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Advanced equipment allows MRTs to reduce radiation doses

 
Advanced equipment allows MRTs to reduce radiation doses

Medical Radiation Technologist Nathalie Gravel and her colleagues are proud of the new high-definition Discovery CT scanner and software that allow lower radiation doses for patients.

Radiation – an invisible property that helps diagnose and treat many diseases – is helpful but must be used responsibly. That’s why Medical Radiation Technologists (MRTs) always try to keep radiation doses for patients and staff as low as possible.

“Every time we take an image or administer a treatment, all aspects of the patient’s safety are carefully considered,” said Brenda Zeran-Joyce, Quality Control Technologist in the Medical Imaging Department. “Advancements have made it possible for MRTs to keep doses to the lowest attainable levels.”

TOH has recently invested in these advances:

  • Mobile digital x-ray units. MRTs can use less radiation while still creating high-quality images. The units also allow faster turnaround times so doctors can see the images sooner.
  • CT (computed tomography), investment in software and time. Now, most CT exams are done with lower radiation doses.
  • Nuclear medicine technique called half-time resolution recovery imaging. This technique allows for lower radioactive doses while maintaining high-quality images.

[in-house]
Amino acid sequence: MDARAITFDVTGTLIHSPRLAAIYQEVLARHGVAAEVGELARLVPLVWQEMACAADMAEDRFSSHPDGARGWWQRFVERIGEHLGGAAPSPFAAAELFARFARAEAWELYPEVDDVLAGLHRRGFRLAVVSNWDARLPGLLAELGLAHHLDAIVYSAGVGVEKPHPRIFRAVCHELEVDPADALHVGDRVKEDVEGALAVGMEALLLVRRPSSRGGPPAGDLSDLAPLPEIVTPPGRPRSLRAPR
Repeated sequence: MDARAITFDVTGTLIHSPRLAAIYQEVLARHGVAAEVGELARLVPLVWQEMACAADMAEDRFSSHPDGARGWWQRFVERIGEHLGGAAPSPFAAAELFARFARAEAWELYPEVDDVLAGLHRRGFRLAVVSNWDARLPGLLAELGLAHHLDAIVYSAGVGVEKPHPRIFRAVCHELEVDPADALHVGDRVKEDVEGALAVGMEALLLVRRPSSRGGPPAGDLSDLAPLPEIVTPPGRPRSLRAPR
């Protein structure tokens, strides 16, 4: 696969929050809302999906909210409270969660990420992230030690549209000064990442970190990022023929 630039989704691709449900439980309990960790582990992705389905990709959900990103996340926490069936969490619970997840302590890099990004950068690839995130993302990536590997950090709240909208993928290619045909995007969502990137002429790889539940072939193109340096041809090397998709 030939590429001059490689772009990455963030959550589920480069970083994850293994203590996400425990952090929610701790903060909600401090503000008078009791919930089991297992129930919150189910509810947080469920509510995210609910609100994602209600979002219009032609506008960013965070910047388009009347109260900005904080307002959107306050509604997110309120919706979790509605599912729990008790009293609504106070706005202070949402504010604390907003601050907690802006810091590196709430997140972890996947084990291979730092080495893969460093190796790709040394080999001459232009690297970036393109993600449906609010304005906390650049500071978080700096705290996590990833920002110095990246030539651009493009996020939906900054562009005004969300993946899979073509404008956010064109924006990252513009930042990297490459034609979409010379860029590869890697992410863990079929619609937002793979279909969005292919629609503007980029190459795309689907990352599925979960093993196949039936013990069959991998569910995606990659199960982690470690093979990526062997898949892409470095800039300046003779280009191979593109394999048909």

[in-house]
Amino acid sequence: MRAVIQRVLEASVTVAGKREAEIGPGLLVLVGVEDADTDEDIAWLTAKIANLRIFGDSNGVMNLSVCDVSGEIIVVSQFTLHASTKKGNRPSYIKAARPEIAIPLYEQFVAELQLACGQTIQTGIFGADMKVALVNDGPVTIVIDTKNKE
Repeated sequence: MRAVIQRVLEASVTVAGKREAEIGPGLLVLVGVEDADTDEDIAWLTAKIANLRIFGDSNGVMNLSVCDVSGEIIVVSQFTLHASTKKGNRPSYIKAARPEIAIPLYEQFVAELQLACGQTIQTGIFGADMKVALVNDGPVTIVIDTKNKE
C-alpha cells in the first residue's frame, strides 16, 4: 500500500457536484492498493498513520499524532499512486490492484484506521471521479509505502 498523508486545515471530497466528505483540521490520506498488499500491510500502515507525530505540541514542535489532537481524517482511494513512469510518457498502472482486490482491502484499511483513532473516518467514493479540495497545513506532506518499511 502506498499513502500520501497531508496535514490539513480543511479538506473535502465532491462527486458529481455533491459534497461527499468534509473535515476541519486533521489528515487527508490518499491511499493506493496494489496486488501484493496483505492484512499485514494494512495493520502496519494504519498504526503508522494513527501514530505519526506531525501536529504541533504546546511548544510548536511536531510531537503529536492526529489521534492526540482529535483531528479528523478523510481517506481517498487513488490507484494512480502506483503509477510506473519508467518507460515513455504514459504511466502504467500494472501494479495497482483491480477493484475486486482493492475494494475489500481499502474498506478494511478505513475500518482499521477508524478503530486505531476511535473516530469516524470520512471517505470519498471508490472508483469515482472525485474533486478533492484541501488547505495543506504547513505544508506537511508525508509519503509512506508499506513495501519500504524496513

• Advanced MRI equipment and protocols. Technologists can perform a broad range of procedures using MRIs, such as functional imaging, for conditions previously diagnosed only using CT or nuclear medicine.
  • Radiation therapy, on-board cone-beam imaging. This digital x-ray unit produces 3-D images of the patient’s internal anatomy, allowing for smaller areas to be treated with extreme precision.

“This final technology lets us reduce the radiation dose to normal tissues while maintaining the therapeutic dose to cancerous tumours,” said André Patry, Education Coordinator in the Radiation Therapy Department.

MRT Week, Nov. 3 to 9, celebrates the skill and understanding of evolving technology that MRTs contribute to help improve patient care and outcomes. Check out the information kiosks at each campus to learn more about radiation-dose reduction.

 
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This website gives you common facts, advice and tips. Some of it may not apply to you. Please talk to your doctor, nurse or other health-care team member to see if this information will work for you. They can also answer your questions and concerns.